Disclaimer: All publicly recognizable characters, settings, etc. are the property of their respective owners. The original characters and plot are the property of the author. The author is in no way associated with the owners, creators, or producers of any media franchise. No copyright infringement is intended.
Pam threw the end of her scarf over her shoulder and started her professional airport terminal stride toward the baggage claim area. She could have taken Anubis to Boston, but she opted for commercial instead. She loved flying into this city. She loved seeing the lights of land give way to the dark of ocean. Somewhere, straight ahead, was London and a life she had happily left behind her. Pam wasn’t sure what had her thinking about her childhood lately, but she was pretty sure the charming Victorian mementos the New York King had been sending her had something to do with it.
She supposed it did seem like a game to him. He sent gifts. She returned them. Flowers were one thing. The very first evening she returned to Minnesota, Misha sent her an arrangement of yellow roses. The second night, a second arrangement arrived, but this time the flowers were not alone. There was a box set in the middle of the arrangement that contained a brooch cunningly crafted of cut crystal and cloisonné enamel to resemble two ripe strawberries hanging by their stem. Pam smirked, and then found an envelope and FedExed the brooch back. Doubtless the gift was a reference to his remarking that she tasted like strawberries. Pam strengthened her resolve not to encourage Misha any further.
On the third night, more yellow roses arrived along with a rare prayer book, beautifully illustrated and bound in velvet. It was an elegant gift. She expected it was meant to convey that he was hoping, or ‘praying’ for something. It was the kind of thing a suitor from her human days would have done, found gifts that carried meanings. Pam had a hard time not feeling flattered. Still, it didn’t stop her from asking that it be carefully packaged and returned to sender.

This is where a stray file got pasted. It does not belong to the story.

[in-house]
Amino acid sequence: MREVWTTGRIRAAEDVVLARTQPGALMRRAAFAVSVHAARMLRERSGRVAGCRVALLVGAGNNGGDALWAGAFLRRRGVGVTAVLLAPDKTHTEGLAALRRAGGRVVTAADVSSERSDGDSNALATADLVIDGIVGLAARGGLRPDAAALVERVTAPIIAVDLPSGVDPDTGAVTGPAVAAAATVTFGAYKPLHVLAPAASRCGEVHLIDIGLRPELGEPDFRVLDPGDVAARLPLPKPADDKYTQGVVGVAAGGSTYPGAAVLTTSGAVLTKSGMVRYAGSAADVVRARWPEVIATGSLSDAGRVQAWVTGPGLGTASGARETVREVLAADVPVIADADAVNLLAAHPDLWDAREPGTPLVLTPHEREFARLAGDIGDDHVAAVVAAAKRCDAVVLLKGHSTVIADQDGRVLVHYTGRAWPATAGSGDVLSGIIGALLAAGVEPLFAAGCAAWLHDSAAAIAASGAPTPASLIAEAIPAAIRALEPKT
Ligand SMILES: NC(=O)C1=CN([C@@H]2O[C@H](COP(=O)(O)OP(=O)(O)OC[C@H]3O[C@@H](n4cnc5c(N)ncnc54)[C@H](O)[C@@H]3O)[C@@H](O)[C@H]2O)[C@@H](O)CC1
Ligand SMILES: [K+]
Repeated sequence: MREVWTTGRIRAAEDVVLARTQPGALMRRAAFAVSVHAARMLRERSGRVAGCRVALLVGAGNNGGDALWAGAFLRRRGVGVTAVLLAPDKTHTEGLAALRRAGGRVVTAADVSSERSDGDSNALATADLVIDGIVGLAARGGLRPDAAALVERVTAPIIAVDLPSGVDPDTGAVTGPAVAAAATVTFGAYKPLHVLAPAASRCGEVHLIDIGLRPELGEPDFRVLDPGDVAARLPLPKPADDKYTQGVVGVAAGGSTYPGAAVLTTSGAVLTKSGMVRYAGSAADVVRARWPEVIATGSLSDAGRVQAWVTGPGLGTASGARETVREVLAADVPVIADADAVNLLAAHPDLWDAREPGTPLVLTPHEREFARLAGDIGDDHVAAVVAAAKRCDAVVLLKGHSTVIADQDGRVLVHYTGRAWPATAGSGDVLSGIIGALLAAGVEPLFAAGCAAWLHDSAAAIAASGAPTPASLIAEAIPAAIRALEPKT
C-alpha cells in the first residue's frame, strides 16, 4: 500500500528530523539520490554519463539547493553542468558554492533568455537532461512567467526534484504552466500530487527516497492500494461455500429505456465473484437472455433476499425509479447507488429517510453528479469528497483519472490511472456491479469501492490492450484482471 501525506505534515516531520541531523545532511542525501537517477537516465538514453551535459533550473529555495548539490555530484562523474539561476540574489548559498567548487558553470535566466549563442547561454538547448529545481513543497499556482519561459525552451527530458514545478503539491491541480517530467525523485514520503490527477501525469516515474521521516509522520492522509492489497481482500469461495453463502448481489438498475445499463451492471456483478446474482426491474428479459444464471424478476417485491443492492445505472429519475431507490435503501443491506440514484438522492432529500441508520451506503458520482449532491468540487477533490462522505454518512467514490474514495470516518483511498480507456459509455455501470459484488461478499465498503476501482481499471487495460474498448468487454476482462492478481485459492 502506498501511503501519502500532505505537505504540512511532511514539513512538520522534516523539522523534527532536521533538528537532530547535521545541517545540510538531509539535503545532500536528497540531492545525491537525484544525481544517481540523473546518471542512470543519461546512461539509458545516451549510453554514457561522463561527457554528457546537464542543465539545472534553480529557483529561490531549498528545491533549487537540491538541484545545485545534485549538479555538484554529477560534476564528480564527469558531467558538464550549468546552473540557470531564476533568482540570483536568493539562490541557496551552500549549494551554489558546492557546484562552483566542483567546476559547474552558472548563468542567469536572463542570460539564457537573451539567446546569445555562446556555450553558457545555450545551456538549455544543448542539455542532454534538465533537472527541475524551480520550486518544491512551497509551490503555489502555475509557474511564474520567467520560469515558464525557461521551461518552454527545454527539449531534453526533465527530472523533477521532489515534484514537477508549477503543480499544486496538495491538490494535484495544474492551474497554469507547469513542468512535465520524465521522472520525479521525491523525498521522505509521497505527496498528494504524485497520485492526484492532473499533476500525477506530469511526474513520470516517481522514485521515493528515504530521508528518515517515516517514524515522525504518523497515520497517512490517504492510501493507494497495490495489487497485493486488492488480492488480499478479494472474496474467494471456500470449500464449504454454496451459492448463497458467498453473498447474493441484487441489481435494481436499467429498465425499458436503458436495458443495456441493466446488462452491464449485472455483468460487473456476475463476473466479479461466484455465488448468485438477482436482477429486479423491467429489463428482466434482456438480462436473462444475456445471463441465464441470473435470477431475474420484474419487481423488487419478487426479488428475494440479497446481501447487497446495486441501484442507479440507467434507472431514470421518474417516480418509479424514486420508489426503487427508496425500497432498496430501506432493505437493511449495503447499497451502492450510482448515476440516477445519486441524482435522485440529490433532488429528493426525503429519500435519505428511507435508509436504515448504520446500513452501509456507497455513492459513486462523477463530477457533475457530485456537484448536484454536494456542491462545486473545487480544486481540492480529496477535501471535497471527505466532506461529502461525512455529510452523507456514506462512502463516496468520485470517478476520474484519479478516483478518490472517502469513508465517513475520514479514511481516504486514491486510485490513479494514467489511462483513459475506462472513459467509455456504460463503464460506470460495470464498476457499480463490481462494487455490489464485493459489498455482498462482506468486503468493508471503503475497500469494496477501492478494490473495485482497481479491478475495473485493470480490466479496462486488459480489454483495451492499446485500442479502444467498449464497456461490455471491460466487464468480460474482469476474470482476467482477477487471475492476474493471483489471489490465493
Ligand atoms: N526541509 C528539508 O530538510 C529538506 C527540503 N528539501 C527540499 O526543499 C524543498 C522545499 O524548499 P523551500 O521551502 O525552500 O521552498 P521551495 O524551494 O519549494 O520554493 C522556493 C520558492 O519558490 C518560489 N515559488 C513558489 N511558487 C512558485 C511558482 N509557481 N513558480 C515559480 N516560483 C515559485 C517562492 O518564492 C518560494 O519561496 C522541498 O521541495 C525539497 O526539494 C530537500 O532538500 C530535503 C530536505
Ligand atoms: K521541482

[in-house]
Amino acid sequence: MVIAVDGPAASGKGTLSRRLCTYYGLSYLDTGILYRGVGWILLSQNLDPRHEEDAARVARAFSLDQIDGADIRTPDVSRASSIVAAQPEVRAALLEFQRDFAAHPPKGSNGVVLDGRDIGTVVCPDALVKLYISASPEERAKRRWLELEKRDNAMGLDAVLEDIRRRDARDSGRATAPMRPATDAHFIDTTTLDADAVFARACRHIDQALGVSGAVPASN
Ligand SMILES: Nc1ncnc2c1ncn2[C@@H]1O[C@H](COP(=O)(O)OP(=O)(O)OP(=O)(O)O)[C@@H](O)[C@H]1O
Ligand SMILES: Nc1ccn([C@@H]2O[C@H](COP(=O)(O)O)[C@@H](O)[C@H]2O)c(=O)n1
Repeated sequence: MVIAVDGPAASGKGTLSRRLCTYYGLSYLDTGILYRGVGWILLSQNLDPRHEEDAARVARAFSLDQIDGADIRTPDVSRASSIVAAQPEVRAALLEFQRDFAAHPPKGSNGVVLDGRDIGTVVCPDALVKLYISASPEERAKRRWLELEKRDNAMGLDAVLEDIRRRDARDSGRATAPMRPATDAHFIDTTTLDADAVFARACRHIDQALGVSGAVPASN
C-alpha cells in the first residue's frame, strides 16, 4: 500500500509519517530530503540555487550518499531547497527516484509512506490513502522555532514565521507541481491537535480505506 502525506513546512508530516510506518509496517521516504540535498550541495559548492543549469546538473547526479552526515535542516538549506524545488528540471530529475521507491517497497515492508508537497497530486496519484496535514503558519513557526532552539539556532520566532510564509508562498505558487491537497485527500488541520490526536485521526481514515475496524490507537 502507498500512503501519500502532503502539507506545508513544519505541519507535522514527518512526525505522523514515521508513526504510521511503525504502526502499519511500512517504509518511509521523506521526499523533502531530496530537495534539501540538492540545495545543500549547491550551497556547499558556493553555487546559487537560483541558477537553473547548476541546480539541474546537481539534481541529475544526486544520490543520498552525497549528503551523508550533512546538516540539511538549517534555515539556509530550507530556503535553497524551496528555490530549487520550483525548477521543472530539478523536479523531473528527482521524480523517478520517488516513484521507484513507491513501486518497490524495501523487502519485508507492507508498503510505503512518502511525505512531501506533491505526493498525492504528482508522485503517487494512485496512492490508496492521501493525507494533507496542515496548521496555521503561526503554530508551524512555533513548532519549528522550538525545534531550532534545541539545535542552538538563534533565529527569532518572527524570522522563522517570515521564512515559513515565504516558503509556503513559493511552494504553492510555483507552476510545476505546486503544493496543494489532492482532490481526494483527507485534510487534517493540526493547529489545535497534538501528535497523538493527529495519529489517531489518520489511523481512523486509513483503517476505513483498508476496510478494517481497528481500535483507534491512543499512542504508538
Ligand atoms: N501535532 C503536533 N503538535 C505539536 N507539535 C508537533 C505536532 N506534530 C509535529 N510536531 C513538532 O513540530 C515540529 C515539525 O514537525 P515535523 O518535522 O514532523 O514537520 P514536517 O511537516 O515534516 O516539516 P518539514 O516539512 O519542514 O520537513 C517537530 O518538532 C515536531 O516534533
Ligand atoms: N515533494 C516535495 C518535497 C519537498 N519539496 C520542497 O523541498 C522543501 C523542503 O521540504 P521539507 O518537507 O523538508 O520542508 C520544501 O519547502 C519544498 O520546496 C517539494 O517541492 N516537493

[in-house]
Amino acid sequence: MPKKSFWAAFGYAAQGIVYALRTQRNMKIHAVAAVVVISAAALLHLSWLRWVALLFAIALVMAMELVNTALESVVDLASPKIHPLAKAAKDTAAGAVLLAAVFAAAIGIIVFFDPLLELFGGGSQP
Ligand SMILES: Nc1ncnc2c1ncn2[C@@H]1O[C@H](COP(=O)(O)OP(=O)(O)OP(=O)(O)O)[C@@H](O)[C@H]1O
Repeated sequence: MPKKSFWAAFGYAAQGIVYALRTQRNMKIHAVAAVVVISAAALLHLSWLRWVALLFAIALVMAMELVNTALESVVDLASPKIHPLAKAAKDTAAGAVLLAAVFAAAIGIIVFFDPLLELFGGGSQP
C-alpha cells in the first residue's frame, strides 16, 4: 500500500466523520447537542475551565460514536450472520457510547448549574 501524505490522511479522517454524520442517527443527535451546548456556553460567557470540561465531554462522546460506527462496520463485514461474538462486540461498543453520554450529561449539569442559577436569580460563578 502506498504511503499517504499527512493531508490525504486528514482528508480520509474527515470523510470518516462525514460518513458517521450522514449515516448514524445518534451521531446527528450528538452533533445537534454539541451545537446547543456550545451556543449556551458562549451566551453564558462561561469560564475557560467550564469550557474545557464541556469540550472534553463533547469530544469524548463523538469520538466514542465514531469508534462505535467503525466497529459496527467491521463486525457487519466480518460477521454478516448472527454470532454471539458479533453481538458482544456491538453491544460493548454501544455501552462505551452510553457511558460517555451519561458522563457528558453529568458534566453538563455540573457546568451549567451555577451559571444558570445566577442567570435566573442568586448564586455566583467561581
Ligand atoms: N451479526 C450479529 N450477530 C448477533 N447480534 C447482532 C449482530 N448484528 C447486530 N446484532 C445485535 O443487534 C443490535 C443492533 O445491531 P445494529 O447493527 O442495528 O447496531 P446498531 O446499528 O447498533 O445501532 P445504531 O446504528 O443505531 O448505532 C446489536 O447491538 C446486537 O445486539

On the fourth night, the roses arrived along with a strange, rigid box. It was large, the size of a portfolio. “He is persistent,” Maude observed. “You must have made one hell of an impression!”
“He likes to pursue, like every other male vampire we know. If I was smart, I’d just give in to him for a month. He’d get tired and we could both move on,” Pam sighed.
“But you’re not,” Maude said quietly. “Any reason?”
“I don’t have time to waste in satisfying his ego!” Pam huffed, but deep down she knew that wasn’t the real reason, and from the way Maude rolled her eyes, she knew it, too.
In the box was a frame cocooned in bubble wrap. Pam untaped the wrap to find an exquisite pencil sketch. She didn’t need to check the signature. It was by Edvard Munch, a study the artist had made of his lover, Tulla Larsen. The card that accompanied the drawing had only one word, handwritten upon it, ‘Zolotse.’ “Oh, fuck a zombie!” Pam exclaimed.
“You are going to have to speak with him if you really want this to stop,” Maude told her. “These are not small gestures.”
“And what would I say?” Pam sighed. “He is the most stubborn, aggravating person! He knows what returned gifts mean! He’s just goading me, looking for my tipping point.” She ran her fingers along the frame, “And he’s pretty fucking close with this one. Bastard!” With another sigh, Pam covered the surface back up and slipped the picture back in the box. “Return!” she declared, and left the kitchen.
“He’s not going to stop, is he?” Deirdre wiped her hands on her apron.
“I think our girl would be disappointed if he did,” Maude replied.
The next night there were no roses. “Looking for something?” Maude chuckled when Pam walked through the front hall a fourth time.
“I misplaced my favorite pen,” Pam huffed, but they both knew it was a lie.
The sixth night, a florist’s box arrived with two yellow roses tied with a ribbon. In the box was a thin metal palm tree with an odd bent wire that ran its length. The card inside read, ‘Zolotse, I must ask a favor of you. I was presented this item and I have been unable to identify it. Can you help?’
Deirdre peered over Pam’s shoulder, “I give. Any idea what that might be?”
“It’s a hair pin,” Pam mumbled, her finger involuntarily stroking the beautifully intact piece.
Maude was sitting at the table sniffing combinations for a new sesame sauce. The table surface was covered with tall-necked jars designed to allow the scent to concentrate. “So, what you going to do this time, Missy?” she asked.